Good to know the art of making these statues, Sujatha. Thank you.

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  4. I am learning from here.
    Interesting......
    Thank you for your visiting!

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  5. Isn't Calcutta also the home of Mother Teresa's convent? I wonder what impact she had on the people there with their own religious beliefs.

    Very interesting post. I see the nose ring in the last picture.

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  6. Such an interesting post.
    Thank you.
    I really enjoyed it.

    Margie:)

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  7. Thank you dear readers for your encouraging comments, Calcutta is this and much more, i hope to reach out to you with more of our culture and traditions with the help of this lovely page that has now opened its doors to me and aparna. I thank kavita for that.

    Gigi-Hawaii to your query I will say that Calcutta was definitely the chosen home of Mother teresa. She is an institution in herself and demands a complete post if not a series on her work in the city of joy and hope.

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  8. I must say, the artistry is just incredible.

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  9. a beautiful tribute to the unsung artists!

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  10. I must tell you these artists are really masters of their craft. They are making beautiful pieces and I admire them their skills.

    Thanks for helping me to make history.
    Pick a Peck of Pixels

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  11. Dear Blogger,

    We are a group of students from cochin who are currently building a web portal on kerala. in which we wish to include a kerala blog roll with links to blogs maintained by malayali's or blogs on kerala.

    you could find our site here: http://enchantingkerala.org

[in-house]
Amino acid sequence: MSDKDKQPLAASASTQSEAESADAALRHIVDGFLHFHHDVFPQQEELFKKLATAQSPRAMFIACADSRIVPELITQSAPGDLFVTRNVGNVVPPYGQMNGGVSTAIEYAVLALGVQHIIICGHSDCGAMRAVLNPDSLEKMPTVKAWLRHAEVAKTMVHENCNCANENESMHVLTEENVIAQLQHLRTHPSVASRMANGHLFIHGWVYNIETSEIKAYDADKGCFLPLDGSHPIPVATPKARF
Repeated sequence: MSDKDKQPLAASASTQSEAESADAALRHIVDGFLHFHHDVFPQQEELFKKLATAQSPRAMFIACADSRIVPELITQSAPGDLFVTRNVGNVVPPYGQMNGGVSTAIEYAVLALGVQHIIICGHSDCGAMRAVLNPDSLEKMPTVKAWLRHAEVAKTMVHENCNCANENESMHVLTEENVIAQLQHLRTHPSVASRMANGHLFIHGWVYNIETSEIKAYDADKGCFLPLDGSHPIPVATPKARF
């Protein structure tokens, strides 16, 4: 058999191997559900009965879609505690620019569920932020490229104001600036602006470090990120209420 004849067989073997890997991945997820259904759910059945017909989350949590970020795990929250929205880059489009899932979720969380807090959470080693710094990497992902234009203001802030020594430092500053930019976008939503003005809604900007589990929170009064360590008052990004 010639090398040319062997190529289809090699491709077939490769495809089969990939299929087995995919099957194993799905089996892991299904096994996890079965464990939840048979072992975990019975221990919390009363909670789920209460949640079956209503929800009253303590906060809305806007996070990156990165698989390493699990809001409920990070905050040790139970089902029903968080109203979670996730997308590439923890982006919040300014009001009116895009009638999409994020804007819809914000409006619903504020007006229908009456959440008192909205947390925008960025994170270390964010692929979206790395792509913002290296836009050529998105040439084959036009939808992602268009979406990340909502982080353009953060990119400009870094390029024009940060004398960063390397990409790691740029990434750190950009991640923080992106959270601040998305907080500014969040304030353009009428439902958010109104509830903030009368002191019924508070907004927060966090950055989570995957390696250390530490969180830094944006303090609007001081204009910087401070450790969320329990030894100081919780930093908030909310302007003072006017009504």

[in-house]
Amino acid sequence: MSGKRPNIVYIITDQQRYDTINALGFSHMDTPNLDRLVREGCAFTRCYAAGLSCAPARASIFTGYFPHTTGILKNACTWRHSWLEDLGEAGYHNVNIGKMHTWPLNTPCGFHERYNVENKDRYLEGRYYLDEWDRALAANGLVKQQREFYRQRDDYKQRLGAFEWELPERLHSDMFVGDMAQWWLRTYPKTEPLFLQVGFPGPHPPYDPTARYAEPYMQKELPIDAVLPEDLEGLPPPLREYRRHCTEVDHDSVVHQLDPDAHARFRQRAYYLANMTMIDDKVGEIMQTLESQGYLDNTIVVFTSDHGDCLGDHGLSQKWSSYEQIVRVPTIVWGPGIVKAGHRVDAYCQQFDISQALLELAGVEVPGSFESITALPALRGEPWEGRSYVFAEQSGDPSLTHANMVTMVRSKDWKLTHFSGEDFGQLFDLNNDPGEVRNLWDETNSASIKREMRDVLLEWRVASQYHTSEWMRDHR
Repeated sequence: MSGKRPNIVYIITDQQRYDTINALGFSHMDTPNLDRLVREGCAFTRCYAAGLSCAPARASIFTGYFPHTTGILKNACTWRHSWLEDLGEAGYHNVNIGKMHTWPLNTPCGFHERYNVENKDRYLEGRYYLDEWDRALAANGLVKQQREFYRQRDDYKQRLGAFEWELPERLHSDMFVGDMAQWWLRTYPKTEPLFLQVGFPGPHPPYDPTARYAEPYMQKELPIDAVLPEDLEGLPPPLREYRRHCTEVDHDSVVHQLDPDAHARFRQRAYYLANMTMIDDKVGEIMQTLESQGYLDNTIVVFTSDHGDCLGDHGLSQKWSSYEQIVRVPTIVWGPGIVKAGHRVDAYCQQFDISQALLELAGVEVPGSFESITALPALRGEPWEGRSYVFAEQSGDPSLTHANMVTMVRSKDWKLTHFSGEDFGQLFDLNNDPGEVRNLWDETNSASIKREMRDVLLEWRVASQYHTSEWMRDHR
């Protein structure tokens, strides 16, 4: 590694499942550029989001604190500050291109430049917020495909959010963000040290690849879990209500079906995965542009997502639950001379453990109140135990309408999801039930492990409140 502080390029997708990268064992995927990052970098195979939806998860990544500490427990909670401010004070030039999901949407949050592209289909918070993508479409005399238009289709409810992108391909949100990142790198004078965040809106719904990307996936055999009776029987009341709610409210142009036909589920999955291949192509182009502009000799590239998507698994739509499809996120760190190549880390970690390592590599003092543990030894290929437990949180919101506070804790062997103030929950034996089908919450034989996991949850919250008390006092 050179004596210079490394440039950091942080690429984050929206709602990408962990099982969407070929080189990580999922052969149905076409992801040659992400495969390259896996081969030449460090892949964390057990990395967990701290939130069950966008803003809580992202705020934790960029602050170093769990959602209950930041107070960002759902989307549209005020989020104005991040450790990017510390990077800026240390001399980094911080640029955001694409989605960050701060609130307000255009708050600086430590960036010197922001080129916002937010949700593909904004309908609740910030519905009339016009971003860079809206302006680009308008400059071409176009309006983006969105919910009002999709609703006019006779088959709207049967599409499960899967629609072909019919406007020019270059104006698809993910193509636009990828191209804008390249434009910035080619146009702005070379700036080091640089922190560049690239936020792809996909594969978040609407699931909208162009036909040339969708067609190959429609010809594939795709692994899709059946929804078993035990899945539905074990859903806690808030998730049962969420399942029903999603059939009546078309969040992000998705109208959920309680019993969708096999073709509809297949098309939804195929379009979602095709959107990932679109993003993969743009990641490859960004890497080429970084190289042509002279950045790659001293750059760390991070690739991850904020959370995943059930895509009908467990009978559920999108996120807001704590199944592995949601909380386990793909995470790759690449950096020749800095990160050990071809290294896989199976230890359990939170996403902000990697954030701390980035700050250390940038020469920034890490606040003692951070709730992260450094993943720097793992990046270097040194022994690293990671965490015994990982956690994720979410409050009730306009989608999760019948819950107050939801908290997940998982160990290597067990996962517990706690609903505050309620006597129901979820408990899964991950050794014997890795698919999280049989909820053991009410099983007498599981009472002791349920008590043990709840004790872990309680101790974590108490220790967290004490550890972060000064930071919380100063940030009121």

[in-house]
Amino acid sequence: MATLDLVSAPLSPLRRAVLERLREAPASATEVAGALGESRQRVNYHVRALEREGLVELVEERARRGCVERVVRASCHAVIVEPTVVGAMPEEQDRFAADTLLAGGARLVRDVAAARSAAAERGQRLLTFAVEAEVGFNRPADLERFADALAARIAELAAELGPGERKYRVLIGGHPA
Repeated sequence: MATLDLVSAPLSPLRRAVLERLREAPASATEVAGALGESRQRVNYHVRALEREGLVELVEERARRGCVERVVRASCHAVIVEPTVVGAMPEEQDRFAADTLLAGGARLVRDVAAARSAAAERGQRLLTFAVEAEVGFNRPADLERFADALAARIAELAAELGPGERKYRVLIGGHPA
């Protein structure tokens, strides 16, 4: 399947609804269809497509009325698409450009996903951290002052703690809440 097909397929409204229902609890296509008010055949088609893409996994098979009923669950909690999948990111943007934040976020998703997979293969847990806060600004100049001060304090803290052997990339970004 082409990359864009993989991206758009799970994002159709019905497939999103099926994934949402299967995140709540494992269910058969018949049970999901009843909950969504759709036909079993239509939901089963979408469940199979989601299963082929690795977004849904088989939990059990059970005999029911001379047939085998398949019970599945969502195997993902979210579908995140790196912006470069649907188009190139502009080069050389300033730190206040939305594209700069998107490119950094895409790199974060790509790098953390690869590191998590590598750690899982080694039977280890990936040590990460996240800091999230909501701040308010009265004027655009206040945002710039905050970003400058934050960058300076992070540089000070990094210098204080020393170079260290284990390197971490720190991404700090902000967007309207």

the site is currently being constructed and will be finished by 1st of Oct 2009.

    we wish to include your blog located here

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    we'll also have a feed fetcher which updates the recently updated blogs from among the listed blogs thus generating traffic to your recently posted entries.

    If you are interested in listing your site in our blog roll; kindly include a link to our site in your blog in the prescribed format and send us a reply to enchantingkerala.org@gmail.com and we'll add your blog immediately. Ypu can add to our blog if you have more blog pls sent us the link of other blog we will add here

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    Write Back To me Over here bijoy20313@gmail.com

    hoping to hear from you soon.

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    ReplyDelete
  12. What a beautiful post dedicated to the craftsmen. The art is amazing...i love looking at them. There are so many places i would love to visit! India being one of them and then i want to visit Thailand! That would be so awesome! I always learn from your blog...Thank you!
    (((Hugs)))

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  13. awesome post..on the clay making business and nice pics!!

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  14. Great Post ....
    I felt like walking the roads of Kolkata when Job Charnok was bringing the 3 villages together...
    The next thing that comes to my mind after Kumar tuli is Chandan Nagar. The guys from Chandan Nagar is equally creative and they can replicate any event with their lighting!

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  15. @kay amazing isnt it?

    @Magiceye thanks

    @unseen Rajesthan thanks

    @Abraham Lincoln There work is amazing and yet remains undervalued and under priced.

    @Pakaramu thanks

    @bijoy as you can see this is a joint blog, so for your request , I hope to take it up with the other members, thanks for the offer, definitely flattered.

    @Kathy thank you very much for the lovely words, India has so much to offer, however its mainly projected as a poverty riddent third world country, am not wearing tints..it is a poor country compared to many, but there is history in every corner, do make the visit, it will be
    worth every penny you spend.